August 22, 2017

How did options strategies react to the plunge today?

Yesterday I stated in the blog:

Historically, when we see the S&P up over 0.5% and the 10-year Treasury notes up over 1% following a Fed announcement the market has a tendency to struggle over the short-term (1-5) days.

Couple the aforementioned historical tendency with the benchmarks we follow nearing overbought territory and you can see why the market could struggle over the next few trading days.

The post-Fed decline occurred today and now the indices we follow are nearing an oversold territory. Moreover, futures after hours are pointing to a lower open tomorrow. Of course that could change as we near the open tomorrow but if the market does happen to gap lower tomorrow the market could reach an extreme oversold state which would most likely lead to a signal. We shall see soon enough.

Iron Condor

Over the last three expiration cycles (including the November cycle) we have used an extra wide range accepting the fact that we would take a smaller gain (7%-10%) per expiration cycle, but knowing that the wide range would allow for extreme volatility in the underlying S&P (SPX).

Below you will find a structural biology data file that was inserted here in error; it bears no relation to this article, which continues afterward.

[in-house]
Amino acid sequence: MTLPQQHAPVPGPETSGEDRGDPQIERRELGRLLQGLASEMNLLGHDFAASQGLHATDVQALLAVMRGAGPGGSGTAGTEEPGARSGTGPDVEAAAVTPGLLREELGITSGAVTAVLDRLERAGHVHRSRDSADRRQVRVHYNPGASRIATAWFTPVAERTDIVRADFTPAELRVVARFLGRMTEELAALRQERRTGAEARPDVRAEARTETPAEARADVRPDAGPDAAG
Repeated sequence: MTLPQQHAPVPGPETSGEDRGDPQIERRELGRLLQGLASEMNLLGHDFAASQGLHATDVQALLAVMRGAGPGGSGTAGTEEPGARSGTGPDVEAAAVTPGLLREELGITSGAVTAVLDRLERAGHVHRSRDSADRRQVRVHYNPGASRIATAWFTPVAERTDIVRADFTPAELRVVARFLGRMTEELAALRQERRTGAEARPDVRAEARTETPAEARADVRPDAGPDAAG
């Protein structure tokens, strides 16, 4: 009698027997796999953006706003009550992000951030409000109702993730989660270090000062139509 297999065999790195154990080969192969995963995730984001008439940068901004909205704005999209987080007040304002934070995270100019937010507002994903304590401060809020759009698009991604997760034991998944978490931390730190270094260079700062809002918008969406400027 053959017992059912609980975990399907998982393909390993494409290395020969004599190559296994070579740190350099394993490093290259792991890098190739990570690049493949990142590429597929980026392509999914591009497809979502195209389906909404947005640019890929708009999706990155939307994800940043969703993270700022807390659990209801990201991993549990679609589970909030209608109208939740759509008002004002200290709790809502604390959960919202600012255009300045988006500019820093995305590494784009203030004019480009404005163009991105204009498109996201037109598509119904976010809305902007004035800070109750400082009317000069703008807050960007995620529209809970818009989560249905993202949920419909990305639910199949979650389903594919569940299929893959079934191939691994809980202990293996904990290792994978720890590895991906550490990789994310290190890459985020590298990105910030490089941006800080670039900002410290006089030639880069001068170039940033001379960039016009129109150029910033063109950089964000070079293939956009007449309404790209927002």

Our prior losses were due to a smaller chosen range. The trade-off of attempting to increase the monthly gains is a choosing a smaller range for the underlying S&P (SPX) to move around in.

I am not saying that one way is better than another, but from prior experience I feel much more comfortable going for a extra-wide range and taking the 3%-10% monthly gain. Obviously, from this point forward (actually from the September expiration forward) we will be implementing this way of trading the Iron Condor strategy. Adapting to the current environment is the most effective way to trade a given strategy. With the VIX (investor’s fear gage) moving off of historical lows we are able to extend our range substantially. Currently our range allows for a move of 8% to the upside/downside over a four week period before the strategy is in jeopardy of taking a loss.

SPY Diagonal LEAPS

The strategy lost a bit due to the severe drubbing that the S&P took today. However, the loss was actually less than the underlying SPY, which took a loss of 2.3% today. The SPY Diagonal LEAPS strategy only lost 2%, which for a leveraged investment is well, very good. Why was the loss less? Because the underlying SPY moved back into our wheelhouse. If you recall we are short the November 150,151, and 152 calls so the pullback actually moved us back within the range of our short strikes where theta once again can do its magic. Remember we are better off with the underlying SPY closing the expiration cycle within our chosen strikes. Yes, we will still profit with an upside move, but the gains will taper off the further away we move to the upside. Why? Delta. I will discuss this in-length tomorrow. Stay tuned.

Overbought/Oversold for November 1, 2007

S&P (SPY) – 36.1 (neutral)

Russell 2000 (IWM) – 30.2 (neutral)

Dow (DIA) – 33.9 (neutral)

Nasdaq 100 (QQQQ) – 50.5 (neutral)

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Andrew Crowder, Chief Investment Strategist,